Mesothelioma Cancer Diagnoses Increase Rapidly in Australia

by Peter Kent - Date: 2008-06-18 - Word Count: 728 Share This!

Scientists in Australia speculate that the number of mesothelioma cases reported there will rise rapidly over the next 15 years, reaching a disturbing peak of 900 deaths from mesothelioma cancer a year.

The Australian workforce once relied heavily on jobs from asbestos-related processing and construction companies and now is finding that they are becoming victims of their one-time employment.

Mesothelioma Death Rates

A professor for the London School of Hygiene and Tropical Medicine used World Health Organization (WHO) figures and found that the UK and Australia both currently lead in the number of mesothelioma-related deaths worldwide.

Professor Julian Peto, head of the Cancer Research UK Epidemiology and Genetics Group, speculated that the death rate from asbestos-related diseases will only increase, especially among men who are currently 40 years of age, and who will become nearly 100 times more likely to die by the time they reach 80 years of age.

Peto also speculated that since the 1980s, there have been approximately 10,000 cases of mesothelioma reported in Australia alone. He also concluded that within the next 40 years, more than 25,000 Australians could die from asbestosis.

Asbestos and Mesothelioma Diagnosis

At its peak, in the 1970s, nearly 10,000 tonnes (equivalent to more than 22 million pounds) of brown asbestos was being imported into Australia for use in the construction industry, largely affecting construction workers, carpenters, plumbers, electricians and shipyard workers.

According to Peto, who presented his findings at a public lecture at the University of Melbourne in April 2008, nearly 500 Australian men and 100 Australian women are diagnosed each year with asbestos-related conditions including mesothelioma cancer.

What is Asbestos and How Does it Cause Mesothelioma?

Asbestos is derived from a mineral known as vermiculite. There are several types of asbestos found throughout the world, and the use of asbestos was wide spread during the 20th century worldwide, as it was a heat-resistant product that was inexpensively produced, offering the construction industry a cheaply made and easily mass produced product.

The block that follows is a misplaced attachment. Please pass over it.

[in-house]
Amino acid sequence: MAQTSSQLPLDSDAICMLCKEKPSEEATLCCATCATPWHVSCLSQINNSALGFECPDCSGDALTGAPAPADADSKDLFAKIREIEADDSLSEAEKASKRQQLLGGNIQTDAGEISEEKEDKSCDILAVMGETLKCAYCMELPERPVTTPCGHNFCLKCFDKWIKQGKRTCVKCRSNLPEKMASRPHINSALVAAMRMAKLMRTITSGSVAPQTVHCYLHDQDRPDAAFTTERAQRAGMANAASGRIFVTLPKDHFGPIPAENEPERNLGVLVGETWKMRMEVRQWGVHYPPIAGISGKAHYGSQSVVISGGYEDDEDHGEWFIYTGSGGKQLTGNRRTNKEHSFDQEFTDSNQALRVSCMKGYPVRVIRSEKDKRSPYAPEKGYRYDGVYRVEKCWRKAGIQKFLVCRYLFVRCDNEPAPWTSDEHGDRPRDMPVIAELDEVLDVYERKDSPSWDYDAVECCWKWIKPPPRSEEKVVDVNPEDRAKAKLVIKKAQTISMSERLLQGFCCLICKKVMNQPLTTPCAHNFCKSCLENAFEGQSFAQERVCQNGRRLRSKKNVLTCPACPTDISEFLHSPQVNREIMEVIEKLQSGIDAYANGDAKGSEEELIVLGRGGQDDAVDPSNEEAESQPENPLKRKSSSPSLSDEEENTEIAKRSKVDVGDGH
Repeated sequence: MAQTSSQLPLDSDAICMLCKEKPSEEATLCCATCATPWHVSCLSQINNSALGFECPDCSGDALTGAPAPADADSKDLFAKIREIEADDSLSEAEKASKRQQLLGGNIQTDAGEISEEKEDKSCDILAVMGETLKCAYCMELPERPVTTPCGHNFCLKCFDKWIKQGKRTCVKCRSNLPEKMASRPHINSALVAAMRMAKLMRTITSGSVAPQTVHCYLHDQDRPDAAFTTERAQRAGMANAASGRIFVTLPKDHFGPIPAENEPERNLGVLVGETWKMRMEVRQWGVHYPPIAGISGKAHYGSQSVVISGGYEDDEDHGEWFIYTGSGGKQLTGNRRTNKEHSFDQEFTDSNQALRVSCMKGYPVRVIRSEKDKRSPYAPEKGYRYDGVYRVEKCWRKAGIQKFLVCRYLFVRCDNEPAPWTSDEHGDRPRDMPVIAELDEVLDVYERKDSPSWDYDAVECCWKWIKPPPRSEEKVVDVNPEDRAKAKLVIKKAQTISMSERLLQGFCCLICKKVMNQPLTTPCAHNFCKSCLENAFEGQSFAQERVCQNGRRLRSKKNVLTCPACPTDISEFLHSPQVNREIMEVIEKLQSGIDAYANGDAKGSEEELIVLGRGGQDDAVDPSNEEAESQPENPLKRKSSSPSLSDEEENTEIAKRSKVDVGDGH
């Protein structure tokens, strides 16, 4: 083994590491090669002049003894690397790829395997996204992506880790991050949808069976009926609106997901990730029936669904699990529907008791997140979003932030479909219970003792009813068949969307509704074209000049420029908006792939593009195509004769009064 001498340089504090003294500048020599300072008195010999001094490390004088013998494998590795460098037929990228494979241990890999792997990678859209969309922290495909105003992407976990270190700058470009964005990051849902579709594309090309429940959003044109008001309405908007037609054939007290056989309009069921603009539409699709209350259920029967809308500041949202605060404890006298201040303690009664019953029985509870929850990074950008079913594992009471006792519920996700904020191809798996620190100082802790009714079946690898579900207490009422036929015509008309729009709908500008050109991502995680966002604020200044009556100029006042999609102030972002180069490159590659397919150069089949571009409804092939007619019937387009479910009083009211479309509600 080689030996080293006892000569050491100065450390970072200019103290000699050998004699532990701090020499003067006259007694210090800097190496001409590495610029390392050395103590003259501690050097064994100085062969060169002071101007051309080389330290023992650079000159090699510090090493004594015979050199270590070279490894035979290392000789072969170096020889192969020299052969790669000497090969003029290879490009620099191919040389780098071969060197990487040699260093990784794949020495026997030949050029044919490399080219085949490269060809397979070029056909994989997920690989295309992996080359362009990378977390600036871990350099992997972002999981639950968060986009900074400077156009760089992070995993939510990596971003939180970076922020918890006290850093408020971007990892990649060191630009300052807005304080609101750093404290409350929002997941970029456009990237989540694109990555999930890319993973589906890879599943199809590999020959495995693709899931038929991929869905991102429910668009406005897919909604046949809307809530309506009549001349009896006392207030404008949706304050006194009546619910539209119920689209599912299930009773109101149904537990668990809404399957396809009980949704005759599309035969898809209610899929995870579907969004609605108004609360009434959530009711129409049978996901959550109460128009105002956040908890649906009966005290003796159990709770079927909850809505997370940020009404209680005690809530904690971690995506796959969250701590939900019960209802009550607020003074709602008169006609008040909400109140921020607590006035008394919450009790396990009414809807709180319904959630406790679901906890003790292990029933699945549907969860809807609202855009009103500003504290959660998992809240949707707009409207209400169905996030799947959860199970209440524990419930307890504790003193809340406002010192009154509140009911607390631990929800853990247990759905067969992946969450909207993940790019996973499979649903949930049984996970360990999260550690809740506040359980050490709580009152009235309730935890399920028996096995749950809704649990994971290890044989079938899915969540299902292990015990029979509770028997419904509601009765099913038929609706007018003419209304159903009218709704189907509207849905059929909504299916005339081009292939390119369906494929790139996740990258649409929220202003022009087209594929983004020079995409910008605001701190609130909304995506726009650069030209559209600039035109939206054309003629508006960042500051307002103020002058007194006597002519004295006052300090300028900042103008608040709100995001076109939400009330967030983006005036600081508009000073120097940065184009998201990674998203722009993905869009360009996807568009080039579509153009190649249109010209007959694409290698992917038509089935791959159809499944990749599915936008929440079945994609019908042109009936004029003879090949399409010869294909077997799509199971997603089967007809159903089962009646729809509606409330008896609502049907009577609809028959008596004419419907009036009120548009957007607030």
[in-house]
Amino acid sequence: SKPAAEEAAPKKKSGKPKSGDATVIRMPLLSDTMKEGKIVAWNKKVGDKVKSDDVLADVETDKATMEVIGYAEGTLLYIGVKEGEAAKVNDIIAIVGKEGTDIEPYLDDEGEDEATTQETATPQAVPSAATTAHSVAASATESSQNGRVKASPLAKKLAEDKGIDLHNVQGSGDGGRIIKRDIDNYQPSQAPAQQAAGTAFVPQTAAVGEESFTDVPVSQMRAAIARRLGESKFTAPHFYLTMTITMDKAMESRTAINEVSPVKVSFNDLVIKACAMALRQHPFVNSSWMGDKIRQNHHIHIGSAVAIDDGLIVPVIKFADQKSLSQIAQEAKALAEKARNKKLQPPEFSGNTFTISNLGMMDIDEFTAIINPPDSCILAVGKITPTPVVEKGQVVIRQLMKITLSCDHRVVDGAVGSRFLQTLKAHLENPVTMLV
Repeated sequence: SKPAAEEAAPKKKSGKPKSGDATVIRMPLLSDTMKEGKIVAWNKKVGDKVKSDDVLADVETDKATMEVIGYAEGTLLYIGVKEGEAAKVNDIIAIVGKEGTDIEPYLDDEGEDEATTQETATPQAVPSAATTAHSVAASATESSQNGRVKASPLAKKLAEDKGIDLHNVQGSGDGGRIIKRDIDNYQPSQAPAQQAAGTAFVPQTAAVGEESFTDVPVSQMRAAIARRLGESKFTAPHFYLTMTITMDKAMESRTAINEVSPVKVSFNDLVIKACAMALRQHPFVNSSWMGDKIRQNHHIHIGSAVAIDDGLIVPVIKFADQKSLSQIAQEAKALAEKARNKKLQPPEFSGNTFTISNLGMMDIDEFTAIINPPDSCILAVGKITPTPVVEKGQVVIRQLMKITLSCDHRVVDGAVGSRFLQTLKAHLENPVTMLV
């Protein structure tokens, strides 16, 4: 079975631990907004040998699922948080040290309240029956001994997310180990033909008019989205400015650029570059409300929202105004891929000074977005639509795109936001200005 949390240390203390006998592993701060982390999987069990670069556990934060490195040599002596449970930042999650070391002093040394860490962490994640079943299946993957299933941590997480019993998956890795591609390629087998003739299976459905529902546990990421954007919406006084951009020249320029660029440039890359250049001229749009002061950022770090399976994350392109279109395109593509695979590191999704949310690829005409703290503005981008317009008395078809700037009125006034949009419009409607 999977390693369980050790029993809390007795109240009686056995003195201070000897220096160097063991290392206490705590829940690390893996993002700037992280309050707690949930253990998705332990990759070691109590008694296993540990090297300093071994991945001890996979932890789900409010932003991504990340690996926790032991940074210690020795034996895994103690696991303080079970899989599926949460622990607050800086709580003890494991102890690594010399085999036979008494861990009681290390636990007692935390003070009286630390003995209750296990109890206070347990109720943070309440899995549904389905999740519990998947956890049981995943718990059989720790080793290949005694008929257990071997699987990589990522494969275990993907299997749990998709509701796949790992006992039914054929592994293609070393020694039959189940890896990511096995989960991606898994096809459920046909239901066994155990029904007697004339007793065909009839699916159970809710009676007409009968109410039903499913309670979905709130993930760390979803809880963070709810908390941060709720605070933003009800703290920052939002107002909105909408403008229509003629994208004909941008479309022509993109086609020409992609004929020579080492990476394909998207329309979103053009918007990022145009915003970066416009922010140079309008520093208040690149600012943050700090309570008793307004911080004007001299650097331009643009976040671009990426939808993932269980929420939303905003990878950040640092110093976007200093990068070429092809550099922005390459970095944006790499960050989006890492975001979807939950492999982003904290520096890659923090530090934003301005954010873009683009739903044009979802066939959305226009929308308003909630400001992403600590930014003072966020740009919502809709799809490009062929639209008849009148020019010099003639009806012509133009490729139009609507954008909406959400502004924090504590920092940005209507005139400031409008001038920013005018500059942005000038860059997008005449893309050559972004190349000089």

In Australia, not only was asbestos mined, but it was imported as well. For years, individuals were exposed to asbestos in many different ways and often, many of them developed mesothelioma cancer.

Mesothelioma is a type of lung cancer caused usually by the inhalation of asbestos fibers and dust. It is often misdiagnosed and even when symptoms are present, it can be difficult to diagnose.

Additionally, it is considered a silent killer, as individuals suffering from mesothelioma cancer are usually unaware of their condition until the cancer is too far along to treat. Mesothelioma can be a dormant condition, not revealing symptoms for decades in an individual.

Types of Asbestos

There are six types of asbestos commonly found including, chrysotile (white), amosite (brown), crocidolite (blue), tremolite, anthophyllite and actinolite. Among these six various types of asbestos the white, brown and blue were the most commonly used and are often associated with the construction industry. Chrysotile is considered a more flexible form of asbestos and its use was implemented into a range of products including cement roofing sheets for buildings, brake linings, pipe insulation, floor tiles, and even for fire protection within fuses. In the United States, chrysotile is the most common type of asbestos found and a large contributor for mesothelioma there.

Both amosite and crocidolite asbestos were banned in Australia in the 1980s, but prior to that they were widely used in Australia. Crocidolite is also predominately found in Australia and Africa.

The health affects of white asbestos was discovered early on, but the use of both brown and blue asbestos continued, and mining of the product soared until its medical affects became clear and regulations began to be implemented after the 1980s.

Australian Mesothelioma Treatment Facilities Increase

Due to the high rate of asbestosis cases reported in Australia, with no relief in site, many medical facilities and mesothelioma research centers are setting up headquarters there.

For example, the Asbestos Diseases Foundation of Australia and the Queensland Asbestos Related Disease Support Society are two groups working to offer mesothelioma victims support and information regarding their condition as well as funding for the research of mesothelioma treatments.

While mesothelioma treatment research continues there are no known cures for asbestos-related illnesses. Individuals are advised to speak with an experienced mesothelioma law firm to learn more about developing mesothelioma litigation.

Because of the preventable nature of mesothelioma and the high costs associated with managing the disease, developing a mesothelioma lawsuit may provide monetary compensation as a potential outcome for victims seeking relief.

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